When high school dropout Maria Coughlin announces her pregnancy to her parents, her father drops dead on the floor. Her mother kicks her out of the house and her boyfriend dumps her, so ... See full summary »
Socially inept garbage man Simon is befriended by Henry Fool, a witty roguish, but talent-less novelist. Henry opens a magical world of literature to Simon who turns his hand to writing the... See full summary »
Thomas Jay Ryan,
Jude, a college literature professor, falls for one of his students. She is more interested in the empirical experience of a relationship with a man whose life is ruled by the themes of the... See full summary »
The same situation is played out in different cities (New York, Berlin and Tokyo). A lover has to choose whether to commit to a partner who is returning home. In each case there are other ... See full summary »
Robert John Burke,
After serving time for murder, Josh Hutton returns to his home town where me meets Audry Hugo. No one can remember exactly what Josh did, but they are all wary of him, especially Audry's ... See full summary »
Robert John Burke,
Tired of her husband's philanderous ways, the mother of two daughters drowns her husband. With the reluctant help of the local coroner, the murder is obscured. Her daughters are having ... See full summary »
A series that is comprised of twenty-one monologues written by American playwrights which form a sort of fractured portrait of the American collective psyche. Ranging from the sad to the ... See full summary »
John Ellison Conlee,
When high school dropout Maria Coughlin announces her pregnancy to her parents, her father drops dead on the floor. Her mother kicks her out of the house and her boyfriend dumps her, so Maria is left alone and homeless. This is when she meets Matthew Slaughter. Matthew is an educated high school graduate with a great talent for fixing electronic devices, but he can't hang on to a job because of his principled attitude towards quality. When Maria accepts Matthew's offer to help her, they begin to form a relationship with each other in which both of them begin to change. Written by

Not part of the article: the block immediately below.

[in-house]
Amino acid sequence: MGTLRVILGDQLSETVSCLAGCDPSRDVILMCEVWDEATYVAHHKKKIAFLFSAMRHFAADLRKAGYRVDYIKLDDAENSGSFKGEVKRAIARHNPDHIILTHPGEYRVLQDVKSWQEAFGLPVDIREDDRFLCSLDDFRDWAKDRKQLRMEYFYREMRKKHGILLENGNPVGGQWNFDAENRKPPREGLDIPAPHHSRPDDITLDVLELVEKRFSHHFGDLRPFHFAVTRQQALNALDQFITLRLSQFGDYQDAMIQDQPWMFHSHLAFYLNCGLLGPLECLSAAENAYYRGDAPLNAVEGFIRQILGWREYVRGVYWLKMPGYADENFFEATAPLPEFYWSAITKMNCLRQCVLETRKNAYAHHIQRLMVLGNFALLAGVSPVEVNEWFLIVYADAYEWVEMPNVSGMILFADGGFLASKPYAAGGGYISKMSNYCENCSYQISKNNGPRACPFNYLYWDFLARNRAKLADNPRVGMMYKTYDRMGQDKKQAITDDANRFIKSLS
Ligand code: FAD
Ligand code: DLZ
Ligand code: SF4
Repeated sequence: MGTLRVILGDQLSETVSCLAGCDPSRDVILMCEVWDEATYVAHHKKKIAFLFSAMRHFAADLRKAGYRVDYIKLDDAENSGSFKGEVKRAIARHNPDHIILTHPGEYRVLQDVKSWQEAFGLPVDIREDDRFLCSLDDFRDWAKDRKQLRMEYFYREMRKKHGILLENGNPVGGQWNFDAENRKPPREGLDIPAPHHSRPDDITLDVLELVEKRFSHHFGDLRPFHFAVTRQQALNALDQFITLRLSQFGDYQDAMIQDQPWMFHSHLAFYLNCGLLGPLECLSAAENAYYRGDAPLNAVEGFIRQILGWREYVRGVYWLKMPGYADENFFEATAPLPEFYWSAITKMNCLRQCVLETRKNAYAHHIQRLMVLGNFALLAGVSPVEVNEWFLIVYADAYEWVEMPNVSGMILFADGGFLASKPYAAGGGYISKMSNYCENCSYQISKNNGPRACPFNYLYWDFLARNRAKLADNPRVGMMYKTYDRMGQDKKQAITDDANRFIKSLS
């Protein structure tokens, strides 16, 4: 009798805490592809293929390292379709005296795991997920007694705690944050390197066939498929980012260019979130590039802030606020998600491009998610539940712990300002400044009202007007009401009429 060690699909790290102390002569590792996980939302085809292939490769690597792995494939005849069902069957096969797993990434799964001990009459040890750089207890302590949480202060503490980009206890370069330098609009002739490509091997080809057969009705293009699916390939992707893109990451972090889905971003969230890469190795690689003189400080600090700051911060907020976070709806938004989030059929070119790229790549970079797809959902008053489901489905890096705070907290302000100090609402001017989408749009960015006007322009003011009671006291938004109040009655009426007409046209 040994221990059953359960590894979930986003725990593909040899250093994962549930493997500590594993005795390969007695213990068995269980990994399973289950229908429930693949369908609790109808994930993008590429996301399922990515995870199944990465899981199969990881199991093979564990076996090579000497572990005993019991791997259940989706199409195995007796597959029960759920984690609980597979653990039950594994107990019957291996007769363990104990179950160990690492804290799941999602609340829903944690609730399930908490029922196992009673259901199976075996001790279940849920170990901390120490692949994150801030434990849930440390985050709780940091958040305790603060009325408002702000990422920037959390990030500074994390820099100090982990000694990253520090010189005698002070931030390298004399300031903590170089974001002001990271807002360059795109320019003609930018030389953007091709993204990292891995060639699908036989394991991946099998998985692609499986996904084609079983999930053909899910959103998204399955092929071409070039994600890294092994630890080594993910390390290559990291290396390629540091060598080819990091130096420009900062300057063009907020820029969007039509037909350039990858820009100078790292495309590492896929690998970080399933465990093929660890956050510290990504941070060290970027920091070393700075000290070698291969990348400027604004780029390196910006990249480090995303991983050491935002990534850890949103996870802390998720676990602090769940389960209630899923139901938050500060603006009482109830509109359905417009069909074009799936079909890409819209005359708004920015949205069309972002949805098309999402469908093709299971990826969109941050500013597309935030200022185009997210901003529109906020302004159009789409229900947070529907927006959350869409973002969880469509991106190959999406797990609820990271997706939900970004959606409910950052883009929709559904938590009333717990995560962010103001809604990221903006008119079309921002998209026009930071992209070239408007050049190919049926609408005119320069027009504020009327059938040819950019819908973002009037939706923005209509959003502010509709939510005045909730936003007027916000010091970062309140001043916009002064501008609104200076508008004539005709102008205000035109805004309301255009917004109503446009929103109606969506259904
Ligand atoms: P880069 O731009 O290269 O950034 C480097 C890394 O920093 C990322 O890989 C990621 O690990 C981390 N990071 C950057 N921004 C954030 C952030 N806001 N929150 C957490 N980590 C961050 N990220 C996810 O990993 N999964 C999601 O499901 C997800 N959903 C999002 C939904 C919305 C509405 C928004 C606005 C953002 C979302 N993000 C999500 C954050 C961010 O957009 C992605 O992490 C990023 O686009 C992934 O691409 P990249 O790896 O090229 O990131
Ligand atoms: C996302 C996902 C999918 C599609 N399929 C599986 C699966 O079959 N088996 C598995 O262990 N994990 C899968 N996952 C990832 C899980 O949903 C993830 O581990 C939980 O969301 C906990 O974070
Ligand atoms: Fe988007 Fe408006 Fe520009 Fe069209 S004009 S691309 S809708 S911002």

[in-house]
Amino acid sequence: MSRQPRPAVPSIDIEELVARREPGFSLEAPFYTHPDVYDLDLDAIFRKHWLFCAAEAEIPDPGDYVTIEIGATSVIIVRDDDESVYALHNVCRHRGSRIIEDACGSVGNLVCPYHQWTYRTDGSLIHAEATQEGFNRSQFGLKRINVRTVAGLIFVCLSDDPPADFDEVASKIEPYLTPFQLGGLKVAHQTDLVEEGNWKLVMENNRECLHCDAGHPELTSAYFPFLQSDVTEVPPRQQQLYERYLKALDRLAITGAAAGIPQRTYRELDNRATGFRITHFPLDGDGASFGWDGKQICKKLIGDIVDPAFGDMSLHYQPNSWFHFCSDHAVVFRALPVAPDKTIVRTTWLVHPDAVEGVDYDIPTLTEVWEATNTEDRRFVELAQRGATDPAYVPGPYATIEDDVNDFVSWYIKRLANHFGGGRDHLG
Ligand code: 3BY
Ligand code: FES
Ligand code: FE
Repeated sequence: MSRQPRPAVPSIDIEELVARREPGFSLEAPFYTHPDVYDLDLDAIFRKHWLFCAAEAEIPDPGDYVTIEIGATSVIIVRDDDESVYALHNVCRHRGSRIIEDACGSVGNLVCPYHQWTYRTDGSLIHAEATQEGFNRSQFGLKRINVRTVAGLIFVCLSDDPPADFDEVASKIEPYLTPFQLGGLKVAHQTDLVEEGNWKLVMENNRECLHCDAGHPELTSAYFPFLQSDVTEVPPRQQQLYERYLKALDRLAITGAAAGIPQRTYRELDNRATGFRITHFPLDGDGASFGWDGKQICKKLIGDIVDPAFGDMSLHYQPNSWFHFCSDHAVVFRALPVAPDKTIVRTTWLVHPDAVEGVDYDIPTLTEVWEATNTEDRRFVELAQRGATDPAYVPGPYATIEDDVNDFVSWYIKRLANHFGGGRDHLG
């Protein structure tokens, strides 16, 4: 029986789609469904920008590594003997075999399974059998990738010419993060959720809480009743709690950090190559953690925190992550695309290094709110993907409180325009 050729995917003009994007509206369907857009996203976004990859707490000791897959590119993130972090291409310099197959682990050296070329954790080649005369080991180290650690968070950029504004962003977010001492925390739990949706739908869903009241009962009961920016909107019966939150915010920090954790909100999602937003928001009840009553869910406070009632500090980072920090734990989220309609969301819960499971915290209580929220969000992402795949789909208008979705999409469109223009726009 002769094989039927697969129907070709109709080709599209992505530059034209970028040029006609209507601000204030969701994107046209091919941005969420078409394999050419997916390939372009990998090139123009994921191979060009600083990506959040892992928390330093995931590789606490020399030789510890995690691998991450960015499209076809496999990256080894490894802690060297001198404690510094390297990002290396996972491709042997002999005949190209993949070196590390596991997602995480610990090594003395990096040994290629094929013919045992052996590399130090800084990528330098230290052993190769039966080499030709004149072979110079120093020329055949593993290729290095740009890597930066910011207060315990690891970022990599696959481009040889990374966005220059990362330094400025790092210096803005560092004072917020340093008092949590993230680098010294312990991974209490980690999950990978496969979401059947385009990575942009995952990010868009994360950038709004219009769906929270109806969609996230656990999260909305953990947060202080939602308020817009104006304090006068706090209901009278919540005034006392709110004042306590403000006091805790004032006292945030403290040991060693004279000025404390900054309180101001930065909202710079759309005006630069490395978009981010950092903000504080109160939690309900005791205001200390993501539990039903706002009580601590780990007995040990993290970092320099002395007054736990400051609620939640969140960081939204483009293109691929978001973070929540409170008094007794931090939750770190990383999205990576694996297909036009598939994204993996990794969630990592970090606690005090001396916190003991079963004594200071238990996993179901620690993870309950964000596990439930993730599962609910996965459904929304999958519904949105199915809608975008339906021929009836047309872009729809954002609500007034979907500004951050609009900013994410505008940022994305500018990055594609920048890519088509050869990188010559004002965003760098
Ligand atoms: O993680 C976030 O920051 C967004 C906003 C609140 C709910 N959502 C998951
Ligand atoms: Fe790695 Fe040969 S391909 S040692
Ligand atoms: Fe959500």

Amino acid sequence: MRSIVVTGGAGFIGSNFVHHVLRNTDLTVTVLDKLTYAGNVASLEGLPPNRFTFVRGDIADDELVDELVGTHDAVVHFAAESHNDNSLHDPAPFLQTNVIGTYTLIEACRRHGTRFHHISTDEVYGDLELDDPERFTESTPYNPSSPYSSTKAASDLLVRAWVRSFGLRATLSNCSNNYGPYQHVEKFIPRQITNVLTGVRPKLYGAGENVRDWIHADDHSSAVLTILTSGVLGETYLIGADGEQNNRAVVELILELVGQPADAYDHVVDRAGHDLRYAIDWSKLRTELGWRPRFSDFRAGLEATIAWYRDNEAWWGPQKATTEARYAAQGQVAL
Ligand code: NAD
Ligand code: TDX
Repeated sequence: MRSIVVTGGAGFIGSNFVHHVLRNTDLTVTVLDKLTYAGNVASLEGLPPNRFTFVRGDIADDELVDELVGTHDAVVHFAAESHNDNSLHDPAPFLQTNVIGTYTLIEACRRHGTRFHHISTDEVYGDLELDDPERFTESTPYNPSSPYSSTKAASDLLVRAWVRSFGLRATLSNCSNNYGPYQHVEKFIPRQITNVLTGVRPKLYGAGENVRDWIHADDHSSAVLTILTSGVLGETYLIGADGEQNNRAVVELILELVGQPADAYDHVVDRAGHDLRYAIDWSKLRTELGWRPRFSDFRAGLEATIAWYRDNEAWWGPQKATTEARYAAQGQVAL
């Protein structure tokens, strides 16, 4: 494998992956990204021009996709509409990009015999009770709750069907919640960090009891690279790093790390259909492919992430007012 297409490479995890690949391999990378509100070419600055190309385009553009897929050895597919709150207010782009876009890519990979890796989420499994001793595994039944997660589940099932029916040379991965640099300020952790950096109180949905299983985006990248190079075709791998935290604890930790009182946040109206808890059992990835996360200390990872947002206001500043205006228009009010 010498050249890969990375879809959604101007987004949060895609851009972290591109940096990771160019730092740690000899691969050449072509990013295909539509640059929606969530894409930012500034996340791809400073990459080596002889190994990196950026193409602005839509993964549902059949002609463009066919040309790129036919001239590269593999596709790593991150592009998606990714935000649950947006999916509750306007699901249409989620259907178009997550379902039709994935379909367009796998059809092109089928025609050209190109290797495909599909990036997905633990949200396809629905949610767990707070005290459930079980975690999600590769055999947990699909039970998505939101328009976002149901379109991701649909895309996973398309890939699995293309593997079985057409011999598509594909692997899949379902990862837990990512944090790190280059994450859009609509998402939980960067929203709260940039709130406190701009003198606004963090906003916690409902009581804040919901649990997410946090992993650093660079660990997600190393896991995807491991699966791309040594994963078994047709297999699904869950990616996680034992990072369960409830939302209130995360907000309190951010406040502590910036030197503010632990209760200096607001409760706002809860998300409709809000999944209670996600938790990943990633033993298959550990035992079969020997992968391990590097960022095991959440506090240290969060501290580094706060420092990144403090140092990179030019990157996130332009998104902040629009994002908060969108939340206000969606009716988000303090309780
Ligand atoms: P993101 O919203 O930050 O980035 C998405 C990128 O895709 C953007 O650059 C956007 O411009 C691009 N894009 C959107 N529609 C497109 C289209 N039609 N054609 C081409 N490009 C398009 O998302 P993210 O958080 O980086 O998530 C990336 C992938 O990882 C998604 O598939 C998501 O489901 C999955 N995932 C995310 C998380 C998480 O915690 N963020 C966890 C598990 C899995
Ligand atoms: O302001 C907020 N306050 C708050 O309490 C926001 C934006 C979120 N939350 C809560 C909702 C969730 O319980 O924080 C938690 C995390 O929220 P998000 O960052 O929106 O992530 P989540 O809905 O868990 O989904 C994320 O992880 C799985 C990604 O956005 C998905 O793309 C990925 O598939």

Leon Wolters <wolters@strw.LeidenUniv.nl>
In an interview, Hal Hartley once explained that he made the movie on the spur of the moment because he wanted to work with Shelly again immediately after making The Unbelievable Truth (1989), so he had very little money and very little time. The movie was shot in 11 days. The reason he could do that, he said, was because so much of the direction was implied in the dialogue. The dialogue pretty much told the actors what to do. See more »
I discovered Hal Hartley with this film and with "Simple Men". This is Hartley's greatest work and everything else since this has been second rate in my opinion. Friends have told me how much I'm like the character of Matthew, all that seething anger at the world and all.
The music, writing, acting, direction all add up to a wonderful and weird film experience. Hal Hartley's films are not for everyone and that's the way a lot of us Hartley fans like it. They are almost like a little private club of people who well...get it. Some people get his films, most don't. I've seen lots of people walk out in droves in the slower parts of some of his films. Case in point the Japanese dance scene in 'Flirt'. His films are filled with deadpan humor that reminds me a lot of the old 'Dragnet' TV series style of acting. Go see Trust and have a great time at the movies!
6 of 10 people found this review helpful.
Was this review helpful to you?